BLAIR, Neb. (WOWT) - The Council Bluffs man who turned himself in following a four-day manhunt exchanged gunfire with the man killed in the shooting, according to details shared in Washington County Court on Wednesday.

New details revealed in the court hearing detailed the events leading up to the shooting death of 34-year-old Jordan Ely on Friday.

Washington County Attorney M. Scott VanderSchaaf said Wednesday that 22-year-old Elijah Logan entered the home near Blair High School by force and confronted the mother of his child. Her brother, Ely, then appeared at the stairs and was shot numerous times in his body and head, resulting in his death.

He said Logan also shot the woman at least twice in her legs. Authorities said she was holding the infant at the time, but the child was not harmed.

Logan then fled the scene and was on the run for four days as authorities shared information with the public to aid in his capture. He turned himself in Monday.

VanderSchaaf said after Wednesday’s hearing that he couldn’t share further circumstances or details of the crime — including a possible motive — since he did not want to have any issues as they proceed with the case.

“It is unfortunate that we get reminders that senseless violence can happen at any point and time and in any community as it did ours,” VanderSchaaf said.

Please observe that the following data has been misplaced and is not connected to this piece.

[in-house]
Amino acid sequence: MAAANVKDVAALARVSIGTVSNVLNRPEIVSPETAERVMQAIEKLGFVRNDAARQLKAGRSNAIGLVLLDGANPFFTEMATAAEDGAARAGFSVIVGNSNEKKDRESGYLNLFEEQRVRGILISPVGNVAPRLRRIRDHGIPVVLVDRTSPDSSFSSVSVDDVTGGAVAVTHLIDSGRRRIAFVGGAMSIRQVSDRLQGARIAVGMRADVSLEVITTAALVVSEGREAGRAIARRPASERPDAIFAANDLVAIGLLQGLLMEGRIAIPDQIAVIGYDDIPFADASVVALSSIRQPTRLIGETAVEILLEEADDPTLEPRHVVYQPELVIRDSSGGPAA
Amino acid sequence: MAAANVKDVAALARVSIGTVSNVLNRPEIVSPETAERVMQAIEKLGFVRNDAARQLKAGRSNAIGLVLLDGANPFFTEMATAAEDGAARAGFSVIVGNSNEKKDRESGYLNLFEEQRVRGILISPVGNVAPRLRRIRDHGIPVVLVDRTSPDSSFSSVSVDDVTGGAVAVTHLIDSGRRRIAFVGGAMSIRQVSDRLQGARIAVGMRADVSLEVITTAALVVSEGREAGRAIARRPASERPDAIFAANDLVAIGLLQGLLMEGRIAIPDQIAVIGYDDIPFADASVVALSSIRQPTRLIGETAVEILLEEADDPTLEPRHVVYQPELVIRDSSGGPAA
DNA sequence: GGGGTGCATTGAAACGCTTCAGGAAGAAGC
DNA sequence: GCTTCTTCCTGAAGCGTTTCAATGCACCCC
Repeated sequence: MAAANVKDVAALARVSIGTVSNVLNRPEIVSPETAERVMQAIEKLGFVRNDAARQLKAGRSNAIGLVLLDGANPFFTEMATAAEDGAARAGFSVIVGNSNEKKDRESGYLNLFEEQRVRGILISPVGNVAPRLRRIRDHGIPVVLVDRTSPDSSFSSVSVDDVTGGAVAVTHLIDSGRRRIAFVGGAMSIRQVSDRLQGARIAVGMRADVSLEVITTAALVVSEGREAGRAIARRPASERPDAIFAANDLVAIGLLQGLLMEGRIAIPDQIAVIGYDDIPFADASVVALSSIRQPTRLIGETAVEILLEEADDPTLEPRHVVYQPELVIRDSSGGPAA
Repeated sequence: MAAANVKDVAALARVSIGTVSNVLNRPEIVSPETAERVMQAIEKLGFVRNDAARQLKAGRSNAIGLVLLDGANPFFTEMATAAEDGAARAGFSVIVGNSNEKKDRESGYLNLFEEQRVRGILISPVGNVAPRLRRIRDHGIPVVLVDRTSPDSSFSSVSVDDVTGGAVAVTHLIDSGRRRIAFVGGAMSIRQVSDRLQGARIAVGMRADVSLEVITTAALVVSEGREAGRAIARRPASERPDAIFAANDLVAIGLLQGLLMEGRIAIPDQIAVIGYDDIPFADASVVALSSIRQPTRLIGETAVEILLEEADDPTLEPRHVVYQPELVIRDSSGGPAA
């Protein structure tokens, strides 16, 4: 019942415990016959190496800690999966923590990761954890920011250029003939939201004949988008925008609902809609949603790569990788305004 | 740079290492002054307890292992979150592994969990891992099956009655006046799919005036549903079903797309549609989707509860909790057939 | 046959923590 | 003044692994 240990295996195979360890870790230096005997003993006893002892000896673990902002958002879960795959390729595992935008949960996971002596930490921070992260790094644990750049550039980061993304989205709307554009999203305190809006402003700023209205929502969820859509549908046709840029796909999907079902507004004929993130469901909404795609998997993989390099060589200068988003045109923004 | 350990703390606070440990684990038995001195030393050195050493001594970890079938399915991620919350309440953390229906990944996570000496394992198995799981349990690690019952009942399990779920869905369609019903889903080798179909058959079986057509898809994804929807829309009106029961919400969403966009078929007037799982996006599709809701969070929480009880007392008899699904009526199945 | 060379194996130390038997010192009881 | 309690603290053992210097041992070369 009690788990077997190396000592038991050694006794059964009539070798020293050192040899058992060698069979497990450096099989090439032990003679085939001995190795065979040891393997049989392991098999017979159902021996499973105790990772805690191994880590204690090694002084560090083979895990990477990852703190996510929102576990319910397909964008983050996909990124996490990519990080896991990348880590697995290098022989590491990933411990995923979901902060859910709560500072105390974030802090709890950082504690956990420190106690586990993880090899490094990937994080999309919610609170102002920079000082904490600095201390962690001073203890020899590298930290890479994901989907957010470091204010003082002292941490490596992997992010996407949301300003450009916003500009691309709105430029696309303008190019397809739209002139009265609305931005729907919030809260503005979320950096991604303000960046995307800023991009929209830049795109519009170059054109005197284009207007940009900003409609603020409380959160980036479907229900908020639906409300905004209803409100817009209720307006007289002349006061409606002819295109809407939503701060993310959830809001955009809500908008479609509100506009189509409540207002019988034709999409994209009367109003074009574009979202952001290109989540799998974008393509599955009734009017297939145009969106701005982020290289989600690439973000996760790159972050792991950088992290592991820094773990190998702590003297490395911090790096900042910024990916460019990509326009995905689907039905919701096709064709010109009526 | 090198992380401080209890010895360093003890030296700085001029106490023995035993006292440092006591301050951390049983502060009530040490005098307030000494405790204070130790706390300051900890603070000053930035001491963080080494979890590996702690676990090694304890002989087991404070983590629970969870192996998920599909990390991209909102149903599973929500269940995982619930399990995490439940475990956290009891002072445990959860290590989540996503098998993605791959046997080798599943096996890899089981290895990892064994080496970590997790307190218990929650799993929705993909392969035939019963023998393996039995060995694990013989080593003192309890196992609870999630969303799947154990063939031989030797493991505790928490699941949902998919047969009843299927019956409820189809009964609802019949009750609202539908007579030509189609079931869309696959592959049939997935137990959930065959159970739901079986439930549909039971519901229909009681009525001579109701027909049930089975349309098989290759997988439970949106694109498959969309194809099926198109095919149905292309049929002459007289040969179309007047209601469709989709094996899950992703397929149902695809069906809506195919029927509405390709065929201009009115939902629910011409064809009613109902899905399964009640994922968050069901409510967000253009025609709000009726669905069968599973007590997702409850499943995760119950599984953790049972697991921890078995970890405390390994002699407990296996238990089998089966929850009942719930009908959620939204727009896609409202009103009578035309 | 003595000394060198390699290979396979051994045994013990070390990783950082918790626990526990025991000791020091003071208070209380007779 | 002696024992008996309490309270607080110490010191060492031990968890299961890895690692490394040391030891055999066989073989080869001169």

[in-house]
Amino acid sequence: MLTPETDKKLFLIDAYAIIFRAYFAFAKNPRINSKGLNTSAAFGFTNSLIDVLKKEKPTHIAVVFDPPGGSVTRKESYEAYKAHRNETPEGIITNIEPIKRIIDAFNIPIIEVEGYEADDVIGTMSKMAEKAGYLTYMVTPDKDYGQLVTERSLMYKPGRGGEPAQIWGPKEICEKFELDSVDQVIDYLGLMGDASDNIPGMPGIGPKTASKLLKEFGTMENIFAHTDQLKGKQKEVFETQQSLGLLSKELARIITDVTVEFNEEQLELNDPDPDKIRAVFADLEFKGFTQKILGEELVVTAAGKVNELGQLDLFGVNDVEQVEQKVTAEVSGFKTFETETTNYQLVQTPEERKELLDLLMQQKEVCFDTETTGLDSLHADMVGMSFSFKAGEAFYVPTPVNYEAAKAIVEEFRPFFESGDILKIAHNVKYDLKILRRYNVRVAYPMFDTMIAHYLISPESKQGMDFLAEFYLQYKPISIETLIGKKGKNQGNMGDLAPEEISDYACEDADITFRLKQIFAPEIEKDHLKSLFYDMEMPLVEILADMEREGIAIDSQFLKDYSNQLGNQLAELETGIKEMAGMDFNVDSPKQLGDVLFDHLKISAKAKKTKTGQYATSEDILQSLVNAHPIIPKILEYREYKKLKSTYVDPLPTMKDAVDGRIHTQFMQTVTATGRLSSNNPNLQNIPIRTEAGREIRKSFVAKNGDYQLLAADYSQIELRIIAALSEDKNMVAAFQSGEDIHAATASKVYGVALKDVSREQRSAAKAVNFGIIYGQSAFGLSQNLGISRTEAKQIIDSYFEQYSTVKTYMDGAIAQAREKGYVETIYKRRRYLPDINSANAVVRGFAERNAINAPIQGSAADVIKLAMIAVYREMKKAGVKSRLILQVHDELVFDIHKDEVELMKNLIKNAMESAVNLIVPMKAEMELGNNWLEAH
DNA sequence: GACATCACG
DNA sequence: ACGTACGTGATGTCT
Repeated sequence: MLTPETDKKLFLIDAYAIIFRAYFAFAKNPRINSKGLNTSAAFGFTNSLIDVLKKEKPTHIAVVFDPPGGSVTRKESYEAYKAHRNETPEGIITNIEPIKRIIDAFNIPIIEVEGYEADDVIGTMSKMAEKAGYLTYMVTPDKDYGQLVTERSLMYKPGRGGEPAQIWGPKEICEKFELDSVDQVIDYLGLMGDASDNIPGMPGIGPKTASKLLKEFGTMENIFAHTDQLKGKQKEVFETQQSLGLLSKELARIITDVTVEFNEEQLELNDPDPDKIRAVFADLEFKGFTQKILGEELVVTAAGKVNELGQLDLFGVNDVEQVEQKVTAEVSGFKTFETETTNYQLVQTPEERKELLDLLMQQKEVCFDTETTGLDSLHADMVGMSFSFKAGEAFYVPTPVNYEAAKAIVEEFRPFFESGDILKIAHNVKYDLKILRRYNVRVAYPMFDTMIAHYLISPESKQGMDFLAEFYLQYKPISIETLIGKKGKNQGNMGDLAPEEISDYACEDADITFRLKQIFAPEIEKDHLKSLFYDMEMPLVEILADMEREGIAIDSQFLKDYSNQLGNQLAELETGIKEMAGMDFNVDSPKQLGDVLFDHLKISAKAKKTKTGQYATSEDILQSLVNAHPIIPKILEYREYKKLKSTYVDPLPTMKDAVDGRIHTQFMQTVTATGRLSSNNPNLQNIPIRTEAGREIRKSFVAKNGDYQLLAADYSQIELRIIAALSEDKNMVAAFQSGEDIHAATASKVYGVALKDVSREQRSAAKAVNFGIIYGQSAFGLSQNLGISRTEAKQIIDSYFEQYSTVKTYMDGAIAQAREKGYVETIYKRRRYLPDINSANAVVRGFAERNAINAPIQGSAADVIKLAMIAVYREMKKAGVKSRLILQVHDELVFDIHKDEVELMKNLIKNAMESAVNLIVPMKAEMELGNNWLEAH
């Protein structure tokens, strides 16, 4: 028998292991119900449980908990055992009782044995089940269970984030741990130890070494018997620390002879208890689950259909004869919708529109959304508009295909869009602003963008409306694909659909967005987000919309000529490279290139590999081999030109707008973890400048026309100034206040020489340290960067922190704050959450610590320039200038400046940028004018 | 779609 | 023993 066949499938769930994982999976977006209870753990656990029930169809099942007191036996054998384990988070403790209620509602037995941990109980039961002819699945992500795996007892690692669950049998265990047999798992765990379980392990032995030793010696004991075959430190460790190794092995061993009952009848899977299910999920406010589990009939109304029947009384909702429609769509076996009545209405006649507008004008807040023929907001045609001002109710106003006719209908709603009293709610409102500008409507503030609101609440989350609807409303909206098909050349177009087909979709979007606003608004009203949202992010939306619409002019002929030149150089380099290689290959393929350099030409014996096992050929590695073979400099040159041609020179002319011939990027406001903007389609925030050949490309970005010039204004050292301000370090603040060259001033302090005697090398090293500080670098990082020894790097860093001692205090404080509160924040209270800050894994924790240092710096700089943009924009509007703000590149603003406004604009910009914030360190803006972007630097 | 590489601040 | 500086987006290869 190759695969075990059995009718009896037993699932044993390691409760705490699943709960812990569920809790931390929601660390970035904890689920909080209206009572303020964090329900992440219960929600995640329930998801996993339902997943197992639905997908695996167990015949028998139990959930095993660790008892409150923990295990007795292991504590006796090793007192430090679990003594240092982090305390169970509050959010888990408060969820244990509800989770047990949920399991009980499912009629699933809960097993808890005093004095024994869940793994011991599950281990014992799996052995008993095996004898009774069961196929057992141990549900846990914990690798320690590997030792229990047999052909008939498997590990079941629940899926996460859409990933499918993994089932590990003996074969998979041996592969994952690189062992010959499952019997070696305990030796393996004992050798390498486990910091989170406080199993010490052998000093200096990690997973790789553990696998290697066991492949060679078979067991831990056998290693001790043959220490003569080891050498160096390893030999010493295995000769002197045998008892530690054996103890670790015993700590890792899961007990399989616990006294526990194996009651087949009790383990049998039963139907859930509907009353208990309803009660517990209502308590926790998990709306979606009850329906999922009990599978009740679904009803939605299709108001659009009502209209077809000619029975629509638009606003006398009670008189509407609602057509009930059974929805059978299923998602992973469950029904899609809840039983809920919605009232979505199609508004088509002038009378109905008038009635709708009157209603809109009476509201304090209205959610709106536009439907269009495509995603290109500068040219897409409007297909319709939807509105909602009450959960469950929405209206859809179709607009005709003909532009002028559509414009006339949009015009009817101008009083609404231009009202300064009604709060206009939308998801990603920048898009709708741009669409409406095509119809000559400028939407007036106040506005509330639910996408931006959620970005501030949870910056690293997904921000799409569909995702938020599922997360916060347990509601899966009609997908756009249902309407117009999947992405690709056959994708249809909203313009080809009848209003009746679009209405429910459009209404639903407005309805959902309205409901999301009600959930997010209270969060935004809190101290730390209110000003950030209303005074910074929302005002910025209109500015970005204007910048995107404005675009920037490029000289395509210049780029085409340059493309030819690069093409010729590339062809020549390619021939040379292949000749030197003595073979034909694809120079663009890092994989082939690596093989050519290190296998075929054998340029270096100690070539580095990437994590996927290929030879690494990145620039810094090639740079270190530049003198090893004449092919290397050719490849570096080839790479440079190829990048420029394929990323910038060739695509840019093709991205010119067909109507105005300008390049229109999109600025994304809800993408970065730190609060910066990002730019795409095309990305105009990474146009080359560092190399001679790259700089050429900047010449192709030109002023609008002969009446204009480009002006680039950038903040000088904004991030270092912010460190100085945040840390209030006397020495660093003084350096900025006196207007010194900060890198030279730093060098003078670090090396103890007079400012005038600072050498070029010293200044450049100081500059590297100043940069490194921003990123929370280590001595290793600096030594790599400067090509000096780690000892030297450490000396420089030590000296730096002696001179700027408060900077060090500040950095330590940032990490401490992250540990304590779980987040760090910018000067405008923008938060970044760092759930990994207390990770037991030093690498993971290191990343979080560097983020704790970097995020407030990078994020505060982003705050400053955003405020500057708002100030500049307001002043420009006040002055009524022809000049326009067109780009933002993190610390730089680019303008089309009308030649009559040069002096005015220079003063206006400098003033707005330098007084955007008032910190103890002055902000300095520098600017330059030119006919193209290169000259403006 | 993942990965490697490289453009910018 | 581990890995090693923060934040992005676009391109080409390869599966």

He also offered his condolences to the victims, whom he said were trying to stay clear of reports on the crime in order to “take this time to heal and try to understand if there is any understanding why these things happen.”

School officials deemed classes optional on the day of the shooting as the investigation continued at a nearby residence.

Police Chief Joseph Lager said Blair has always been a safe community, but “domestic violence knows no boundaries. Anything can happen anywhere, but it has been taken care of. The process will work itself out — however it works out. Blair will continue to be a safe community. "

Lager and VanderSchaaf credited law enforcement agencies from multiple agencies for the investigation and arrest.

In addition to first-degree murder, Logan is facing assault, firearms, burglary, and child-abuse charges. He was also in Pottawattamie County court last week for a domestic violence strangulation charge.

Logan was denied bond Wednesday and was advised he could incur the death penalty. VanderSchaaf has not yet made a determination on whether the seek the death penalty in this case.